Nic Naitanui said he has been to Kenya and Israel and has seen children being active in sports and being healthy develops empowerment, empathy and a sense of belonging. He has experienced this positiveness in the South Pacific where he comes from. Now with West Coast Eagles leading the way with UN SDGs, the change has already occurred, even for him, wearing a uniform with the UN logo imprinted on it.


Photo : Professor Sophia Nimphius, School of Medical and Health Sciences from Edith Cowan University


Professor Sophia Nimphius said that she is inspired by the new sports in the Olympics such as surfing, skateboarding, karate, BMX freestyle that are reinventing the games and reinvigorating youth. That is the heart of the being involved in sports where the youth can participate fully.

Sophia mentioned as an American, Title XI Act in USA, equal education was agreed in 1972 and that meant that in the sports programs had to be equitable too for women.


The U.S. Department of Education’s Office for Civil Rights (OCR) enforces, among other statutes, Title IX of the Education Amendments of 1972. Title IX protects people from discrimination based on sex in education programs or activities that receive federal financial assistance. Title IX states:


No person in the United States shall, on the basis of sex, be excluded from participation in, be denied the benefits of, or be subjected to discrimination under any education program or activity receiving Federal financial assistance.


This interlink was essential for women that offered a voice and influence that they didn’t have previously.


Photo : Dr Alec O’Connell, Headmaster of Scotch College


Dr Alec O’Connell said that the health and benefits in sports reduces obesity and the children growing up doing sports, will have fun with friends and a lifestyle that they can carry through in life. It also develops physical and mental health.


Photo credit : Womens AFL

Michelle Cowan shared the gender equality aspect is shifting in particular with AFL women’s team that was launched in 2020. There are currently 18 AFL ladies team and at grassroots level AFLW is being livestream in our TV living rooms is a dream come true for her. Broadcasting is huge for AFLW, there are female coaches now, pathways for women to coach at the highest level and there are opportunities for everybody. As a kid she always wanted to play AFL but there were no avenues for women, now, the possibilities are endless.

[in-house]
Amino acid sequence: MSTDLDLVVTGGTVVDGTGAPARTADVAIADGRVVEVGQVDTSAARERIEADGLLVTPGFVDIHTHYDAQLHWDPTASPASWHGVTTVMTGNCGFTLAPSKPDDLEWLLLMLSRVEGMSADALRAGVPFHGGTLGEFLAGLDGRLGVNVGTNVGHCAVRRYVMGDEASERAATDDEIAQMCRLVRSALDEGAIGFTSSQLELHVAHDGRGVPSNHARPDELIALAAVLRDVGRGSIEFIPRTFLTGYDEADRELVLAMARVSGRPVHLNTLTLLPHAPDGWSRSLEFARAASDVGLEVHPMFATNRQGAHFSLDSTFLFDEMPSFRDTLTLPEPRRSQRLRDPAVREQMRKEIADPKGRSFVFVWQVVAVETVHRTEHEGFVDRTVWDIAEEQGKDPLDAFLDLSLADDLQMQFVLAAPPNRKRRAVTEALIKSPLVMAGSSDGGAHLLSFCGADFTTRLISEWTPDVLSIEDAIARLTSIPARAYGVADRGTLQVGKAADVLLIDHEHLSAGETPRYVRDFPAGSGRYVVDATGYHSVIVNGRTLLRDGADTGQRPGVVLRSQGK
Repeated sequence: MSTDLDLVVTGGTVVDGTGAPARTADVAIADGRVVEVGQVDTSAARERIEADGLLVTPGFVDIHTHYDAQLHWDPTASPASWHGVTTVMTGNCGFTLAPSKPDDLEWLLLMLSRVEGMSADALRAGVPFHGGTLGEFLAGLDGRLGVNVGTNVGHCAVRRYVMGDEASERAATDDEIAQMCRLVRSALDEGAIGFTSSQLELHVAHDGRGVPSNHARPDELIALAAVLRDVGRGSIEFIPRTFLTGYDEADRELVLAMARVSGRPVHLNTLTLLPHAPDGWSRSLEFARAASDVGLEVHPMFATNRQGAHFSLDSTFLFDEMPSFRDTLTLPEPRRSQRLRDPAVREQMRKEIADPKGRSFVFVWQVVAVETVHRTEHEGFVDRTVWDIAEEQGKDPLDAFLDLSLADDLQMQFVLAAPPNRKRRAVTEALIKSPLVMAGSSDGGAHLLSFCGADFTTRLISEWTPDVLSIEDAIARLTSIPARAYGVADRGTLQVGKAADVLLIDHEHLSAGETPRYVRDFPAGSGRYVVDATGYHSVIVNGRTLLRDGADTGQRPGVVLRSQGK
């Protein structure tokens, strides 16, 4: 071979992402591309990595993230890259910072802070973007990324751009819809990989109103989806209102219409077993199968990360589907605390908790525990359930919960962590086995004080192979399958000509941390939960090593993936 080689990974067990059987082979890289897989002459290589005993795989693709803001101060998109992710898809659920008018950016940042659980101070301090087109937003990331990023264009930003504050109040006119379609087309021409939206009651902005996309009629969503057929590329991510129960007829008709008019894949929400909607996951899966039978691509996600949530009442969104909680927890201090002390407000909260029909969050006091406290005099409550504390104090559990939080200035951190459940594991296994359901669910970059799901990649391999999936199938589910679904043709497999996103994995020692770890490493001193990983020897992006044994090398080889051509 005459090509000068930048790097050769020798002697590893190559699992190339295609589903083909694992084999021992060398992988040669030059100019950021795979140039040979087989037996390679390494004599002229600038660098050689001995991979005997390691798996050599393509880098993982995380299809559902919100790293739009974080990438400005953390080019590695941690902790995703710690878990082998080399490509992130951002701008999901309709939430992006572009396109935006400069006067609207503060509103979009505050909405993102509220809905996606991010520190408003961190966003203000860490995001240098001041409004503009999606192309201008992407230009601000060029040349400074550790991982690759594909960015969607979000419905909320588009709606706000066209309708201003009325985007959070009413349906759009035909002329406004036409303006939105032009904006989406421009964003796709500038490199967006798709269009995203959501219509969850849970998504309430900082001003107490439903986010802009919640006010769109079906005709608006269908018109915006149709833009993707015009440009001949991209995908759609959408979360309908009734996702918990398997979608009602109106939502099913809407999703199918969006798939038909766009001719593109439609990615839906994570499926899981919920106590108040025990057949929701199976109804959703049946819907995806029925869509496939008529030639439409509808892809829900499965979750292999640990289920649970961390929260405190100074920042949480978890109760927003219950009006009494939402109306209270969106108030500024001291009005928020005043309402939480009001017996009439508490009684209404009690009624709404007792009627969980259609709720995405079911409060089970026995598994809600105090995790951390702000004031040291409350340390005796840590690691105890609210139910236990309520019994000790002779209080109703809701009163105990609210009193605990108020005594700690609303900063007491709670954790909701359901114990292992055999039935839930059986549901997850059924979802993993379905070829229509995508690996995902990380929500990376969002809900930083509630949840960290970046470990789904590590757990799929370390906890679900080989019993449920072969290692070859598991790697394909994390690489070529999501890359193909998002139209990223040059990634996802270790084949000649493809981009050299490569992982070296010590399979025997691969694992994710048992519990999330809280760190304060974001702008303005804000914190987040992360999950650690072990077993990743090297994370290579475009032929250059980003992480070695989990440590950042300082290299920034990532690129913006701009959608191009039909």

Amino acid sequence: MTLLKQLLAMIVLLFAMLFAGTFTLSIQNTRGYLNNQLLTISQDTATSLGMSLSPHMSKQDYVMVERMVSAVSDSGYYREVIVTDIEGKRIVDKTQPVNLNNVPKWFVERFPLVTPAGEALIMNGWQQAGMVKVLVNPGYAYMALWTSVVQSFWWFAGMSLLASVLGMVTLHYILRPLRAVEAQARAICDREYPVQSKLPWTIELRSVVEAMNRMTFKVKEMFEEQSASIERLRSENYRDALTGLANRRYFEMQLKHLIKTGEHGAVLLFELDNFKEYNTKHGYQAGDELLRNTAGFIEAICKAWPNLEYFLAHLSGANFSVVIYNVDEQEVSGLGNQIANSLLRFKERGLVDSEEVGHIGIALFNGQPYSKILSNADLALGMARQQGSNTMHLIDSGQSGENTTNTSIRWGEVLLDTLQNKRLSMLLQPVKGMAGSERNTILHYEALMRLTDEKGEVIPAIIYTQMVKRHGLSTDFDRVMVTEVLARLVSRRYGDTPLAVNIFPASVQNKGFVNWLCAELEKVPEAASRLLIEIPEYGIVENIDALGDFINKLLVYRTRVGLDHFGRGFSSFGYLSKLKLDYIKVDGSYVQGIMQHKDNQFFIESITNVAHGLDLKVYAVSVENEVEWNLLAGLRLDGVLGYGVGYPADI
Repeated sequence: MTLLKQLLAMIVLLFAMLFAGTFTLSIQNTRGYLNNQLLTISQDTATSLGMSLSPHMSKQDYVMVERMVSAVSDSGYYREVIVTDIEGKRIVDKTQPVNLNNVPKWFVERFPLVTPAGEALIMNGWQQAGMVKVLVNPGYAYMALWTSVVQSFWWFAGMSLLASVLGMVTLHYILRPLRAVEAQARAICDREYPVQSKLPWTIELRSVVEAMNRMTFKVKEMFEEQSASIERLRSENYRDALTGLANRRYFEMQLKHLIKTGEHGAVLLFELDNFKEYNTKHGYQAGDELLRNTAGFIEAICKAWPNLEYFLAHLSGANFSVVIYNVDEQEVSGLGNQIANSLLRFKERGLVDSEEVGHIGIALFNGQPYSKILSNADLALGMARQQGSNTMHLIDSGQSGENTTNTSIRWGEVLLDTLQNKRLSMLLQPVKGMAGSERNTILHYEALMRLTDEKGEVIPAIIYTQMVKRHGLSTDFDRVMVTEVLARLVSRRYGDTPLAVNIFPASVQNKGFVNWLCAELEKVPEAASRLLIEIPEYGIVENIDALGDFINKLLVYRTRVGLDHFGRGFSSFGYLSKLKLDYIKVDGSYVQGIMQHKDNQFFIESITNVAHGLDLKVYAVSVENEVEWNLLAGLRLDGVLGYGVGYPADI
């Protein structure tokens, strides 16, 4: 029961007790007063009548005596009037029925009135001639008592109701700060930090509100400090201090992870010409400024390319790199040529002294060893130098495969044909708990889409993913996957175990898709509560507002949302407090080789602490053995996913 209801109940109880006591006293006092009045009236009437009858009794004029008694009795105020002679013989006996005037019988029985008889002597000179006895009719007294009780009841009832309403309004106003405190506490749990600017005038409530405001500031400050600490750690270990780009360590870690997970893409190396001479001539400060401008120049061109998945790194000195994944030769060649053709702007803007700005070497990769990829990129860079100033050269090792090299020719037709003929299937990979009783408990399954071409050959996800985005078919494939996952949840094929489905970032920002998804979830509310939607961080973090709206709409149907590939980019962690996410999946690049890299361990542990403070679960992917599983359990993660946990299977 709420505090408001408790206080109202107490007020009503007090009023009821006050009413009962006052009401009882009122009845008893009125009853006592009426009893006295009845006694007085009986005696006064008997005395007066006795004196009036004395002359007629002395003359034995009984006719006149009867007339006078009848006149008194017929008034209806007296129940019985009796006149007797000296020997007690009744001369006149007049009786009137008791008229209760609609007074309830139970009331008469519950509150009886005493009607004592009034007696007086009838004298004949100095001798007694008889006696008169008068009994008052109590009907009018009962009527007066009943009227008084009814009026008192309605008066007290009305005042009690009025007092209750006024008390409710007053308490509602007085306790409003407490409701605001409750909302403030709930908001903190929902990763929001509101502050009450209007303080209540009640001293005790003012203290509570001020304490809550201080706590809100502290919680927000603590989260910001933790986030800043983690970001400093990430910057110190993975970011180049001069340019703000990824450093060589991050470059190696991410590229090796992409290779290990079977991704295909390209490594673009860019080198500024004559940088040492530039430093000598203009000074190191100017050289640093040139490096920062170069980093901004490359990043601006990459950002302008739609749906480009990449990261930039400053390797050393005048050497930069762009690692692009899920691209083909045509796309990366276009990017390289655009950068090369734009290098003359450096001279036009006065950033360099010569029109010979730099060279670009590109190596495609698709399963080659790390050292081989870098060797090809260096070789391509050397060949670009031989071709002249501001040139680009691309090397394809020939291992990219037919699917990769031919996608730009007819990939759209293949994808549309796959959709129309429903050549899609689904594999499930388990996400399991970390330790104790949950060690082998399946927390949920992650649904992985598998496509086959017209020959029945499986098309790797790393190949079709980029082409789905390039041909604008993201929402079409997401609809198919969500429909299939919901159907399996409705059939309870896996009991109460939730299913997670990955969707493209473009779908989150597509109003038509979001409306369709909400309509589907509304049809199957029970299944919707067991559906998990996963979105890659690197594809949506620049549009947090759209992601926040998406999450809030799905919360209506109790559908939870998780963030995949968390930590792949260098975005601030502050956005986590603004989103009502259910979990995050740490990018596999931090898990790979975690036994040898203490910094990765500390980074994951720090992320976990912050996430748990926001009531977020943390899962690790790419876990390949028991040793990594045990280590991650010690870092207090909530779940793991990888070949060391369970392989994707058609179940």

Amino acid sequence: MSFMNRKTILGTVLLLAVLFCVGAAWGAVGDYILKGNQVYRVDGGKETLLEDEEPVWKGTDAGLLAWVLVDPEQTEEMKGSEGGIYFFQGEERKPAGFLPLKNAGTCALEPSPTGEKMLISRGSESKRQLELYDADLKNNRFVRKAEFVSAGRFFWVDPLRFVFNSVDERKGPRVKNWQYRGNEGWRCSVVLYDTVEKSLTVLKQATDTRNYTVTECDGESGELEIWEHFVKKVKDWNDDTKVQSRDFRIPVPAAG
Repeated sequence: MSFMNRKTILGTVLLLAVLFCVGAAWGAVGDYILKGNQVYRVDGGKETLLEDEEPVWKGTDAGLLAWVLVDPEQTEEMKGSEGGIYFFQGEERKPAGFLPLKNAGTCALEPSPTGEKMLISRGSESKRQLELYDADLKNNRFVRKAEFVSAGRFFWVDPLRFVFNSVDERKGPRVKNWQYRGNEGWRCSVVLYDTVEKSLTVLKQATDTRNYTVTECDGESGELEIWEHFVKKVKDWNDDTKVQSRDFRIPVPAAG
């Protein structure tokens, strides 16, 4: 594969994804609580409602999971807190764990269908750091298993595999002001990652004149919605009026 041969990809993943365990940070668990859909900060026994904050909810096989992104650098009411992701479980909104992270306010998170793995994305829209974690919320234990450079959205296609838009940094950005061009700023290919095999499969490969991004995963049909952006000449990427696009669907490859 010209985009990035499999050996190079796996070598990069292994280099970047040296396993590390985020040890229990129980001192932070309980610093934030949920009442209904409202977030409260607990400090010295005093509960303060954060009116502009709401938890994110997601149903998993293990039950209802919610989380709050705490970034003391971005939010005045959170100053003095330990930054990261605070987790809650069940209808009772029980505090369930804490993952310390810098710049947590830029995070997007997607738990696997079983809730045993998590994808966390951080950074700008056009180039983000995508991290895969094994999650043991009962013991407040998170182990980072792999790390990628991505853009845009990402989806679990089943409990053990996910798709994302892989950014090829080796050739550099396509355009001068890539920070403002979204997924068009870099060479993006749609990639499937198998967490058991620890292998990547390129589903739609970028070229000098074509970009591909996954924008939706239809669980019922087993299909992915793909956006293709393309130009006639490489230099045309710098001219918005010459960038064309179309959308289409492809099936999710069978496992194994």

Dr Sandy Chong shared that she leaned towards sport at a young age when her dad, a military man made his kids run 2.4km every Sunday and the weekend was spent playing basketball and badminton. They were exhausted after each physical activity, however, she realised that it taught her resilience, team work and collaboration skills when she grew up.


What can sports help to achieve?


For the future, being part of the sporting industry and embracing UN SDGs, Nic Naitanui said he is mindful and consumes healthy drinks in public when he is in front of younger children. He will not have soft drinks, instead he will have water.


He likes the UNAAWA tagline Inform. Inspire. Engage and states that it is good to have other partners to help in this cause.


Photo credit : The West Australian


Personally, being an AFL footy player has opened another set of skills that he has developed. Nic has built deeper connections with the community, he has learnt how to talk comfortably in front of a camera and the opportunities that he has been given, he is grateful for them in Australia. He also said that he has become financially independent and can care for his parents and family.